Packaging-Free Shampoo Bar Recipe

It’s time to ditch the shampoo bottle

Making soap at home is a fantastic and creative adventure. In addition to being a lot of fun, it saves money and reduces packaging, which is good for the environment as well. To me, soap-making is a fundamental, basic skill of self-sufficiency, one that everyone should seek to learn and use.

It only seemed natural to me that if I was going to make my soap, I should also make my shampoo. I made some liquid shampoos and used them for years. Then one day, I reached for the bottle, only to find it empty. Rather than get out of the shower and get a refill, I decided to use the soap in my hand. That is when I had an epiphany. Why not make shampoo bars instead? That way there was no need for plastic bottles to be involved in any way. Any idea that helps reduce the plastic in my life is worth a second look.

This shampoo bar is easy to make, and your hair feels great. It is so good that I don’t even have to use a conditioner. Give this cold process shampoo bar a go and you might never use a liquid shampoo again.


Most of the equipment you will need for making cold process soaps at home is already in your kitchen. You will need the following:

  • Kitchen scales to accurately measure your ingredients.
  • Soap pot. This should be made of unchipped enamel or stainless steel, large enough to hold your batch of soap and allow for stirring and mixing without splashing.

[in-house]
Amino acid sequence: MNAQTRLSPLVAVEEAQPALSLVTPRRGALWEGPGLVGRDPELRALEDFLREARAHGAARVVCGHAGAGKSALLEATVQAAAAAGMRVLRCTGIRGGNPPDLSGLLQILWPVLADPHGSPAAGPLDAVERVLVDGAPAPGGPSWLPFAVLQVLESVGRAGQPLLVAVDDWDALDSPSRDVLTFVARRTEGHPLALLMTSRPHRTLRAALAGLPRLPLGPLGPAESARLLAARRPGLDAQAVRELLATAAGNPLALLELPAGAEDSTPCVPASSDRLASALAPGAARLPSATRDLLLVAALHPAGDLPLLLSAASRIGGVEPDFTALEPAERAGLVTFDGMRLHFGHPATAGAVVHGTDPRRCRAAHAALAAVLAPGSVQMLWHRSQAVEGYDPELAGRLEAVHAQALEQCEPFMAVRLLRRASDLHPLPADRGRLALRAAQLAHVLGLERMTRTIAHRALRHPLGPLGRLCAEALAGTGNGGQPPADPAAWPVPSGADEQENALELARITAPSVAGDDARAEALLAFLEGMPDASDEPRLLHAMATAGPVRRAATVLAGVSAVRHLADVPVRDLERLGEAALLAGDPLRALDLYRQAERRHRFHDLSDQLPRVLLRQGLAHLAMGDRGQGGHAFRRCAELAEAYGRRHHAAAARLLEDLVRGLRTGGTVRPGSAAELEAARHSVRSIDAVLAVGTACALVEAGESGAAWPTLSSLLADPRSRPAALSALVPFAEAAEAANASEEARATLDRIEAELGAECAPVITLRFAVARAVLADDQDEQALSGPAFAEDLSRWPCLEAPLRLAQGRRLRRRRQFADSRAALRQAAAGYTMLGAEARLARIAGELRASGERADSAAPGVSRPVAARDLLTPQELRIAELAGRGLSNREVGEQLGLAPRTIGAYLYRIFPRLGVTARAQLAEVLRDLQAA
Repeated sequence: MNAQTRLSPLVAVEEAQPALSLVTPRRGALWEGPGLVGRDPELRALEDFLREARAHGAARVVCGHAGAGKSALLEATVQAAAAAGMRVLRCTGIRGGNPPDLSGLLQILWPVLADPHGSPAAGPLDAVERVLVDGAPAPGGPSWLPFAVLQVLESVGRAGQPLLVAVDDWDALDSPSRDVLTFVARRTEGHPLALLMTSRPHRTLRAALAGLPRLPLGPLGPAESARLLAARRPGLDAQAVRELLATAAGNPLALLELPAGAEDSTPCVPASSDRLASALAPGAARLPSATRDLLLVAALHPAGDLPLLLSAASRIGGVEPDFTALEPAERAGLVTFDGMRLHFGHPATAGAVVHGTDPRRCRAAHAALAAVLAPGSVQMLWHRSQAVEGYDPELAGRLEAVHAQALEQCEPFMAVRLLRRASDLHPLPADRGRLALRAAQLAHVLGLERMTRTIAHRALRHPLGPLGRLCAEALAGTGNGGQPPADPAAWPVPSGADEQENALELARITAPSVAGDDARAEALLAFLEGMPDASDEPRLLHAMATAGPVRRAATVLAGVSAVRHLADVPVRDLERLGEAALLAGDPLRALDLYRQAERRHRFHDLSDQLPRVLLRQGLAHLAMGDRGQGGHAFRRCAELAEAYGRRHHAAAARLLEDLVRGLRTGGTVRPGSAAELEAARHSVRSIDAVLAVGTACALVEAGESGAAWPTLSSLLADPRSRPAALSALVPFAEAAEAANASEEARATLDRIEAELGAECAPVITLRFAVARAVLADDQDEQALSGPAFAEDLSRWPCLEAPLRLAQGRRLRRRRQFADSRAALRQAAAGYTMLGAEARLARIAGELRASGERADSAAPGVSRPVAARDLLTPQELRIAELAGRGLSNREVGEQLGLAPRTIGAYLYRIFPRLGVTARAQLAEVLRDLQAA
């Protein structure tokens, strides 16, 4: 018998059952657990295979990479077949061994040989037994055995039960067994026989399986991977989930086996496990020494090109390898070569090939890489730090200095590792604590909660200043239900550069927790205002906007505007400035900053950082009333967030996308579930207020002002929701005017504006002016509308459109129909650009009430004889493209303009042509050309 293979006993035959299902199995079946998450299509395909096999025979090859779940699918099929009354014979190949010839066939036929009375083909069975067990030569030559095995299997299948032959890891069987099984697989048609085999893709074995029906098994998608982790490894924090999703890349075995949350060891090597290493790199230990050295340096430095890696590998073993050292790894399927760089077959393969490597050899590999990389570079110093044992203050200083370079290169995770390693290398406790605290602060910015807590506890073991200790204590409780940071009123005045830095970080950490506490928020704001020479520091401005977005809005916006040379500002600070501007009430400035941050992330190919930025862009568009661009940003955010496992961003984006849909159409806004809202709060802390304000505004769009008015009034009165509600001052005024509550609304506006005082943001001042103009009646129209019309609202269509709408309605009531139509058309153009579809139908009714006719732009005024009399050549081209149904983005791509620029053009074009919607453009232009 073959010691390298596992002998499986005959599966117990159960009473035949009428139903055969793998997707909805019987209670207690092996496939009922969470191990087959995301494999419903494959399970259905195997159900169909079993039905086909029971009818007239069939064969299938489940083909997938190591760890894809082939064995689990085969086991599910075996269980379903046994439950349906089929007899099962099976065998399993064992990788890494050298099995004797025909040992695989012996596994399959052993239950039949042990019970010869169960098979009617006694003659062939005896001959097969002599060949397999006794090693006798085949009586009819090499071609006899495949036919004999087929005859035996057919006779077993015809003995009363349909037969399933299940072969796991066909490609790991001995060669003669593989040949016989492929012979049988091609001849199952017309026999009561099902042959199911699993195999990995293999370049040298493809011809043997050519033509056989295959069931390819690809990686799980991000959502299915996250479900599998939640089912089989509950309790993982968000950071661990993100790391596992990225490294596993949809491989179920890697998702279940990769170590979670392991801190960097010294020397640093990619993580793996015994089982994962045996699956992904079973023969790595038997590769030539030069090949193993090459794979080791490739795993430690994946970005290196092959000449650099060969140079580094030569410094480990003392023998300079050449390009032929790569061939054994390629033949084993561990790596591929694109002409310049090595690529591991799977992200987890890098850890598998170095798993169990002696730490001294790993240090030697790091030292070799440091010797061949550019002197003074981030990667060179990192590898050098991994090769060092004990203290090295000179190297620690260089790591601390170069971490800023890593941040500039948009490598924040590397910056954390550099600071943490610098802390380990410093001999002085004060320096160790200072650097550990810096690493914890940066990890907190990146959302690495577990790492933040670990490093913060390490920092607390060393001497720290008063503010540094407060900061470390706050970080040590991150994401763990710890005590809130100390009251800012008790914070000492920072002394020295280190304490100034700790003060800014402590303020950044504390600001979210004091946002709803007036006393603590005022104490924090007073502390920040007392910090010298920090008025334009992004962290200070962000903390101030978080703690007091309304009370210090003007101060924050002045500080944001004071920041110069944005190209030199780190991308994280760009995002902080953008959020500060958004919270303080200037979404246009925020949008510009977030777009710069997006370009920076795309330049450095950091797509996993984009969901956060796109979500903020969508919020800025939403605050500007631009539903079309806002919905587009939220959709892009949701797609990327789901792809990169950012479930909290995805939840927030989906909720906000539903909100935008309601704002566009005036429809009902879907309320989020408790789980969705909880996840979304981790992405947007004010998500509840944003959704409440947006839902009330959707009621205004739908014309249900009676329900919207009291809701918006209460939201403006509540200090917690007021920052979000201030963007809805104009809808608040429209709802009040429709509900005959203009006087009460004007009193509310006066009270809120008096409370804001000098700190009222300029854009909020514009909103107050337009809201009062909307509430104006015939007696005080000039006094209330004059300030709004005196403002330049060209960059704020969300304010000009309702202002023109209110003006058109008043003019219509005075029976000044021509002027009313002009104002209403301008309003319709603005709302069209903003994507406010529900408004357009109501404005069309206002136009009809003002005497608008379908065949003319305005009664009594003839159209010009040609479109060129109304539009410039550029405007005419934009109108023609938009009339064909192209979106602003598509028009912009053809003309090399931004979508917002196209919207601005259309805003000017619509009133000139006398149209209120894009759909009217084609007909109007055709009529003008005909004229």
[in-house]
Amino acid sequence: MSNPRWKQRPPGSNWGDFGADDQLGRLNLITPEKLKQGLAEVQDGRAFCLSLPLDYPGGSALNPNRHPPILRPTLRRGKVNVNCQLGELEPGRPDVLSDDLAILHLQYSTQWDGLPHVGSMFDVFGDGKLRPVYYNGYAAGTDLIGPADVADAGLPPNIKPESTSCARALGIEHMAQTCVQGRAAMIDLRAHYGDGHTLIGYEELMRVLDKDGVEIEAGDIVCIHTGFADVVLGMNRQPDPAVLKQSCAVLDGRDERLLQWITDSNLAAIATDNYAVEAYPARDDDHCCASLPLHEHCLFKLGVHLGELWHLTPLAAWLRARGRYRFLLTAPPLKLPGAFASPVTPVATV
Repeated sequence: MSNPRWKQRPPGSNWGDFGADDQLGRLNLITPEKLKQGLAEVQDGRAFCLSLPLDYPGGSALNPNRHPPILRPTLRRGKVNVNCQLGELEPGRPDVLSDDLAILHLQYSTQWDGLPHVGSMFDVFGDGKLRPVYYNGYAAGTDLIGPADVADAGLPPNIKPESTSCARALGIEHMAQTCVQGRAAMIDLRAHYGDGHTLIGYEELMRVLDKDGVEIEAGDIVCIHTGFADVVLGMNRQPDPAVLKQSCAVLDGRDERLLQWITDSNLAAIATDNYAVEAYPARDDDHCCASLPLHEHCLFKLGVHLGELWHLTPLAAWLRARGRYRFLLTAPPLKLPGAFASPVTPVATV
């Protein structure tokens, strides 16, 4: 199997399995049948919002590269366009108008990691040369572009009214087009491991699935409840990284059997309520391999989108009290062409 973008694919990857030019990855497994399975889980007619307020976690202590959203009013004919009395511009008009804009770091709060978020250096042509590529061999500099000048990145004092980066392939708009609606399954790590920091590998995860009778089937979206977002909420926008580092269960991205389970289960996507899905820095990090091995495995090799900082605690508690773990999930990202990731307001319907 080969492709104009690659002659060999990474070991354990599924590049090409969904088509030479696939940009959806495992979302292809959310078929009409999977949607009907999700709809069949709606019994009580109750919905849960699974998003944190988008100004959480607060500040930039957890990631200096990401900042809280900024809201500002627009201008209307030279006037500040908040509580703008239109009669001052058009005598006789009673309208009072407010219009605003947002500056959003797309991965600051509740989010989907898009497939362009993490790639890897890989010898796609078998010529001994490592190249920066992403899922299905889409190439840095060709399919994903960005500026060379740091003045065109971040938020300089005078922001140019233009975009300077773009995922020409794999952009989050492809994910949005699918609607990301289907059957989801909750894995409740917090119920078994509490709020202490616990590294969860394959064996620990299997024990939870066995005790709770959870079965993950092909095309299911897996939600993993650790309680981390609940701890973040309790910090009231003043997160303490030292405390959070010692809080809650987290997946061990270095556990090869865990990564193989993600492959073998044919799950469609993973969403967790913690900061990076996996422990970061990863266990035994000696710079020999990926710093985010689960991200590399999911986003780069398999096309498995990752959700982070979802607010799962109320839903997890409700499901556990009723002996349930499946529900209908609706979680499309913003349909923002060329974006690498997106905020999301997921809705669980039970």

• Heat-resistant jug for mixing your caustic soda (lye) solution. As the solution heats up significantly when caustic soda is added to the water, the jug should be microwave safe to handle this heat.
  • A hand-held or stand-alone mixer or stick blender.
  • Two kitchen thermometers that will allow you to measure in the range of 34 to 38 degrees.
  • Safety glasses or goggles to protect your eyes whenever you are handling soap-making ingredients.
  • Rubber gloves
  • Soap cutter or sharp knife
  • Soap moulds or a large plastic container to use as a soap mould. An empty cardboard milk carton can make a good soap mould if you do not have something suitable. You can also use individual soap moulds as I have done.
  • An old blanket or towel for wrapping your soap once in the mould(s).
  • Plastic needlepoint screen, sushi mats, or something similar, to place your soaps on to cure.


Safety: Caustic soda, when added to water, increases in temperature significantly. It is also a strong alkaline solution and will burn when it comes into contact with your skin. You must be very careful not to spill or splash any on you at any time during the soap-making process. If you do get any on your skin, immediately rinse it off in cold running water. Always put on your safety glasses or goggles and your rubber gloves before handling caustic soda. Always add caustic soda to the water and not the water to the caustic soda. Even after you have mixed the caustic soda solution with your oils and have a soap, this soap mixture can still burn you as the saponification process is not complete until the soap is cured, and the soap mixture is still very alkaline and can still burn you.